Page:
Hurricane Sandy Relief Update
Every day since Hurricane Sandy swamped our city, I have been learning the stories of courageous acts and selfless deeds by my constituents who saved lives, or reached out to help others. There’s Jon Candelaria from Stanley Isaacs Houses on Manhattan’s East Side, for instance, who risked his life during the storm to rescue a taxi driver whose cab was overwhelmed with water. You can read about more about his heroic rescue here.
There have also been stories, far too many, of heartbreaking loss. On Monday, I visited Tony Mazzarella at the Waterfront Crabhouse in Astoria. His restaurant was inundated with water up to the second floor. With grit and determination, he is beginning the slow and painful process of recovery.
Some, like those I met out in the Rockaways over the weekend, have lost everything: homes, cars, belongings, insurance and tax records, even their warm winter clothes.
Yesterday, I joined Karen Mills, the Administrator of the U.S. Small Business Administration (SBA), as she toured businesses that had been flooded at the Brooklyn Navy Yard. We met one proprietor whose business was art restoration and rescue. Ironically, its workers had to use all the skills they typically deploy saving others’ artwork to save paintings and sculptures they were storing themselves. And then, after successfully taking care of the vast majority of the pieces in their care, they turned to help rescue artwork all over our city.
Recovering from a disaster like Hurricane Sandy is going to take a lot of help from a lot of different resources. It is inevitably a long process and it generally has three, sometimes overlapping phases.
Phase One: The immediate response. Every effort is focused on protecting lives and providing for people's immediate needs -- making sure everyone affected has shelter, food, medical treatment, electricity, heat, and hot water.
Phase Two: The full scope of the devastation is evaluated. We are starting to evaluate the true scope of our losses. The hurricane struck an area as large as Europe.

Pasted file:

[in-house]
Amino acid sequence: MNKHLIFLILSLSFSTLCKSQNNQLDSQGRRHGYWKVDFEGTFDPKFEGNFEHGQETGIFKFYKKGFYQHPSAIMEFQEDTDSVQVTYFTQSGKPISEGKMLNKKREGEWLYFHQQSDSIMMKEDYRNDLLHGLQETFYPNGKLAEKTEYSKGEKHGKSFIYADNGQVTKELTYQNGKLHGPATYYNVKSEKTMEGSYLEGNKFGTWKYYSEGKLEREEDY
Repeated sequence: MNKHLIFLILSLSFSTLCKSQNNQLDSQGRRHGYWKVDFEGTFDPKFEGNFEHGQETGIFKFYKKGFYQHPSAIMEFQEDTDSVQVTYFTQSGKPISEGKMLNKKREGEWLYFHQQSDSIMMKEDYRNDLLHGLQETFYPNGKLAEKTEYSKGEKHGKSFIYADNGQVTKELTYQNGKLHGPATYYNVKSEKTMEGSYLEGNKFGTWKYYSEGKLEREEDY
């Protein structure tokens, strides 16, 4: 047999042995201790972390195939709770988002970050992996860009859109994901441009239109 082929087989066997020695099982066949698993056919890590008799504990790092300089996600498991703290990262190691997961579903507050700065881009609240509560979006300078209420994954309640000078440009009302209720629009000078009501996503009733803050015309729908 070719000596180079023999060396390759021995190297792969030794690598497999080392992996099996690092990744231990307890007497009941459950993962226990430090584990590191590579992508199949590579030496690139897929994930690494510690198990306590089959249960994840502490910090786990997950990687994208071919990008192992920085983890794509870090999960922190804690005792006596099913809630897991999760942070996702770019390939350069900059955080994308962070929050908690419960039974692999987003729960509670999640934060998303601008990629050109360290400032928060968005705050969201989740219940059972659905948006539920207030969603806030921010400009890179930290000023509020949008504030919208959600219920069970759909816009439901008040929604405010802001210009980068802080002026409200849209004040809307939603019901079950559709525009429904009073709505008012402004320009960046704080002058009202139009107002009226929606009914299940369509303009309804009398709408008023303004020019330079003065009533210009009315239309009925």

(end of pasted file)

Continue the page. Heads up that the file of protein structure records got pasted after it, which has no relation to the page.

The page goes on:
Phase Three: Rebuilding. After the lights are back on, heat is restored, transportation has returned to normal, gas stations have abundant fuel supplies, and people are either back in their homes or in shelter, it is time to rebuild. And this is going to be a huge job. A lot of people are going to need help. But fortunately, there is a lot of help available.
Here are some of the programs that help you get started with your recovery:
Federal disaster aid is available for individuals in the form of grants and for businesses as loans. Assistance can include grants for temporary housing and home repairs, low-cost loans to cover uninsured property losses, and other programs to help individuals and business owners recover from the effects of the disaster.
IF YOUR BUSINESS OR HOME SUFFERED DAMAGE, REGISTER FOR FEMA SUPPORT.
If you don't register you can't qualify. To register for federal assistance, go to: http://www.fema.gov/do-i-qualify-assistance or visit www.disasterassistance.gov or call 1-800-621-FEMA (3362) for more information.
For renters, homeowners and businesses, the Small Business Administration offers disaster low interest loans. These are direct loans, not through a bank, that can help people get back into their homes and can help businesses recover.
Homeowners and renters can borrow up to $40,000 to repair or replace clothing, furniture, cars or appliances damaged in the disaster and where the loss is not covered by insurance.
Homeowners can borrow up to $200,000 to repair or replace their primary place of residence.
A business -- of any size -- can apply for a loan of up to $2 million to repair or replace damaged real estate, equipment, inventory and fixtures.
Small businesses and not-for-profits of any size can apply for an Economic Injury Disaster Loan of up to $2 million to meet necessary financial obligations.
To apply for a disaster loan from SBA, you can call 1-800-659-2955 or email email@example.com.
Finally, housing is going to be a huge concern. It is estimated that 260,000 people have been displaced at least temporarily by Sandy. That is the equivalent of the entire population of Buffalo. And the need to find shelter for them happened virtually over night in a city where the vacancy rate for apartments is less than 2 percent. This is going to be a huge challenge for everyone concerned.
Yesterday I joined Housing and Urban Development Secretary Shaun Donovan, city and state government officials and real estate leaders to discuss ways the private sector can help people who have been made homeless by the storm.
We are truly fortunate that Secretary Donovan, previously Commissioner of NYC’s Department of Housing, Preservation & Development, understands the complexities of New York's real estate market. He doesn't need pointers to talk knowledgeably about Mitchell-Lama building, 80/20 housing or New York's rent stabilization laws. He and his team have pledged to work with all levels of government and the private sector to cut through red tape and help people move out of shelters and into temporary or permanent housing. We are going to need an “all of the above” approach and will need to think outside the box.
As a massive recovery effort gets underway over the coming weeks and months, our communities will need a lot of help. It has been heartening to witness the most senior members of the President’s cabinet coming to see our problems first-hand, and to witness the first steps forward to developing real solutions to our massive problems following the storm.
Carolyn B. Maloney
Member of Congress